This will also give them a chance to get feedback, help to identify development needs and also to assess the company culture.
For unsuccessful candidates, feedback is just as important.
It should include real reasons for not being appointed, rather than bland statements such as: “We had a very high level of quality applicants”. This is an opportunity to reinforce the employer brand.
4 Very often the most neglected part of the recruitment programme is the ‘onboarding process’.
This starts long before a new starter’s first day in their new role. In fact, the most vulnerable time is during their notice period with their old employer.
With notice periods for good talent getting longer, the new employer needs to regularly engage and communicate with the new team member.
Information about the company, press releases and other new employees all go to reinforce the feeling that the correct decision has been made.
As their start day gets closer, providing information about where to go, the name and role of who will be greeting them and what to expect is vital to provide more reassurance that the right choice has been made.
The ‘onboarding process’ can also extend far after the first few weeks of a new employee’s career and is really the first step in ensuring a high level of staff retention.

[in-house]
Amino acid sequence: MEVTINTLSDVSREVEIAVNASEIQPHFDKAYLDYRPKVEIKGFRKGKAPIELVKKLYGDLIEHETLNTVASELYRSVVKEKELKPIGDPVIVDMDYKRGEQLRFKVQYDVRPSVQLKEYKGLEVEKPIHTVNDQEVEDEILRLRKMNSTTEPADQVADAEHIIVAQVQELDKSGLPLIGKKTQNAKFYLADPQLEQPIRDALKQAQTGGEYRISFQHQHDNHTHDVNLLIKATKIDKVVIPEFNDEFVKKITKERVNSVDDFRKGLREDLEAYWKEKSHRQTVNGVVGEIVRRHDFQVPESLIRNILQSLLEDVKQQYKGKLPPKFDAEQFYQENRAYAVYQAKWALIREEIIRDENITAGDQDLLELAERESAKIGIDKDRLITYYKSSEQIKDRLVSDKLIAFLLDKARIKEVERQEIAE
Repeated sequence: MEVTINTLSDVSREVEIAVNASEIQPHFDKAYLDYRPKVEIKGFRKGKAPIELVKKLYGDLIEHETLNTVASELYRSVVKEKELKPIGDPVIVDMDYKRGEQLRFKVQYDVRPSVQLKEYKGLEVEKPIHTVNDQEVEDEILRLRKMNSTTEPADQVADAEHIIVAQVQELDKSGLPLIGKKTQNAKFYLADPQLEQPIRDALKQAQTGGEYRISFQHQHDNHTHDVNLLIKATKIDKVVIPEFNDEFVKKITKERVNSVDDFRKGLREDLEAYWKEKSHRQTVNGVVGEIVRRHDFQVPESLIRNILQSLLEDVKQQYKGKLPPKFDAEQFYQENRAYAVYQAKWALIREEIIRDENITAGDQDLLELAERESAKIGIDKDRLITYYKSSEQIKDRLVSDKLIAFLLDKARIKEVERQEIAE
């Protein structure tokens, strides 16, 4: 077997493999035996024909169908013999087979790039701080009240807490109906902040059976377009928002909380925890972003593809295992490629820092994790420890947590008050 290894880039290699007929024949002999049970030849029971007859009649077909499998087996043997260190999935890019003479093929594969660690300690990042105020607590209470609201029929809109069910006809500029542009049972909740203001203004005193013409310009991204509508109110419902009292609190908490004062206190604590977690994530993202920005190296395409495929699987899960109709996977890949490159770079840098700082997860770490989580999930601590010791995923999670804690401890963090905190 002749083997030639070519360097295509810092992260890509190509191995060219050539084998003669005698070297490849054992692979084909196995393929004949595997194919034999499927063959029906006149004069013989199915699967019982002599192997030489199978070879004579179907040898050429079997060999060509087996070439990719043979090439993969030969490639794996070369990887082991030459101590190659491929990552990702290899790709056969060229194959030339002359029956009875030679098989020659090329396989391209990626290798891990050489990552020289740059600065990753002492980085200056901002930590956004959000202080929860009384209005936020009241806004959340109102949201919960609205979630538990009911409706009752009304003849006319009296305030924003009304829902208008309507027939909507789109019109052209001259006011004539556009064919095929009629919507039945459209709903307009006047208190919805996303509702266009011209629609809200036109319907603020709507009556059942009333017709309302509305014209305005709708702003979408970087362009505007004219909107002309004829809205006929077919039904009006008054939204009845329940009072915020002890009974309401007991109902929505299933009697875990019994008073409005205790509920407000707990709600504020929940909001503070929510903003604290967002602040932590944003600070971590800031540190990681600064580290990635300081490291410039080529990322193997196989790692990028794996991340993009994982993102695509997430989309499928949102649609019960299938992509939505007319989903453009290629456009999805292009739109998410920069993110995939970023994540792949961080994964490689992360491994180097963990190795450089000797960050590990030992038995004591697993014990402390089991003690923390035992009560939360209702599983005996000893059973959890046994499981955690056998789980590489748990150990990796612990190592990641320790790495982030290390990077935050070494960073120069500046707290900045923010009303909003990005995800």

This is because many applicants, especially those in high demand, see the probation period to the changing landscape by developing different engagement models to provide help and guidance to organisations depending on the type of recruitment required.
There has been a move away from the more traditional one-off, ad hoc recruitment campaigns for a specific role toward much deeper and longer-term relationships.
The purpose is to have a clear understanding of the client company’s strategy, values and culture, with a view to fulfilling the whole organisation’s complete talent requirements, including assistance with developing an employer brand.
The key to this is having a deep relationship with the senior executives, as well as supporting the human resources team.
As a result, a picture of the organisation’s own internal talent pool is built up.
Combined with good intelligence on who is available in the local market, a comprehensive assessment of suitable talent can be made.
With good workforce planning data, a talent attraction company can often identify potential candidates who are not currently in the job market, but could be suitable for a role in a new organisation at some stage in the future.
Winning the talent attraction war
Organisations have to use every element of what they do – how they perform, their values and their culture – to attract the best people.
Developing a strong employer brand supported by positive recruitment experiences is a key element in this.
A degree of bravery is required for organisations to talk about what they are doing and to share their company culture with external audiences.
The strength of company culture among existing employees can help to improve the perception of the brand externally, both for attracting top talent and for commercial success.
Author: Richard Martin (pictured) is a director of Rethink Talent Management.
* Research carried out by Emperor Design Ltd and The Rethink Group.